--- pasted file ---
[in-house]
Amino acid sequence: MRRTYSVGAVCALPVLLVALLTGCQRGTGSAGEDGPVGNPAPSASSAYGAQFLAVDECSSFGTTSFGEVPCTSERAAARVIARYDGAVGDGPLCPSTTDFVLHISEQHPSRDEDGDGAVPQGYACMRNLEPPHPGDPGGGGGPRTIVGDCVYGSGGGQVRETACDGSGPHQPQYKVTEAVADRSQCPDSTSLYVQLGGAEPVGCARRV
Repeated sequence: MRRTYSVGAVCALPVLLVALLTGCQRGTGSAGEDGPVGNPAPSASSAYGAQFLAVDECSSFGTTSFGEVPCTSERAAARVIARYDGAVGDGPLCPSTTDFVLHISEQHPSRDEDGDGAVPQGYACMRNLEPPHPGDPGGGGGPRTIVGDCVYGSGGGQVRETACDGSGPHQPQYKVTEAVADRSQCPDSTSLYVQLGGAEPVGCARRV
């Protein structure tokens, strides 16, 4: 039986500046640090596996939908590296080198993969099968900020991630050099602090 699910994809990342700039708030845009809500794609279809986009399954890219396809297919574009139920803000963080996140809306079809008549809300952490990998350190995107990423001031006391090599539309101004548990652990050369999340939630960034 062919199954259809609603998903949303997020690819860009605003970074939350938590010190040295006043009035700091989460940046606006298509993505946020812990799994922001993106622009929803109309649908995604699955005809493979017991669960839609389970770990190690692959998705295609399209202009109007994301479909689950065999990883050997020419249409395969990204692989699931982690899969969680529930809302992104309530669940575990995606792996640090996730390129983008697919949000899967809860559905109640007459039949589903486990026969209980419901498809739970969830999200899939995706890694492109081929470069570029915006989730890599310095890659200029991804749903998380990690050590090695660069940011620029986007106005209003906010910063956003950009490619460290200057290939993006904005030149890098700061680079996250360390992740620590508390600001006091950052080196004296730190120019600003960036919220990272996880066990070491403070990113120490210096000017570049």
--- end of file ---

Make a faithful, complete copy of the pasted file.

[in-house]
Amino acid sequence: MRRTYSVGAVCALPVLLVALLTGCQRGTGSAGEDGPVGNPAPSASSAYGAQFLAVDECSSFGTTSFGEVPCTSERAAARVIARYDGAVGDGPLCPSTTDFVLHISEQHPSRDEDGDGAVPQGYACMRNLEPPHPGDPGGGGGPRTIVGDCVYGSGGGQVRETACDGSGPHQPQYKVTEAVADRSQCPDSTSLYVQLGGAEPVGCARRV
Repeated sequence: MRRTYSVGAVCALPVLLVALLTGCQRGTGSAGEDGPVGNPAPSASSAYGAQFLAVDECSSFGTTSFGEVPCTSERAAARVIARYDGAVGDGPLCPSTTDFVLHISEQHPSRDEDGDGAVPQGYACMRNLEPPHPGDPGGGGGPRTIVGDCVYGSGGGQVRETACDGSGPHQPQYKVTEAVADRSQCPDSTSLYVQLGGAEPVGCARRV
């Protein structure tokens, strides 16, 4: 039986500046640090596996939908590296080198993969099968900020991630050099602090 699910994809990342700039708030845009809500794609279809986009399954890219396809297919574009139920803000963080996140809306079809008549809300952490990998350190995107990423001031006391090599539309101004548990652990050369999340939630960034 062919199954259809609603998903949303997020690819860009605003970074939350938590010190040295006043009035700091989460940046606006298509993505946020812990799994922001993106622009929803109309649908995604699955005809493979017991669960839609389970770990190690692959998705295609399209202009109007994301479909689950065999990883050997020419249409395969990204692989699931982690899969969680529930809302992104309530669940575990995606792996640090996730390129983008697919949000899967809860559905109640007459039949589903486990026969209980419901498809739970969830999200899939995706890694492109081929470069570029915006989730890599310095890659200029991804749903998380990690050590090695660069940011620029986007106005209003906010910063956003950009490619460290200057290939993006904005030149890098700061680079996250360390992740620590508390600001006091950052080196004296730190120019600003960036919220990272996880066990070491403070990113120490210096000017570049």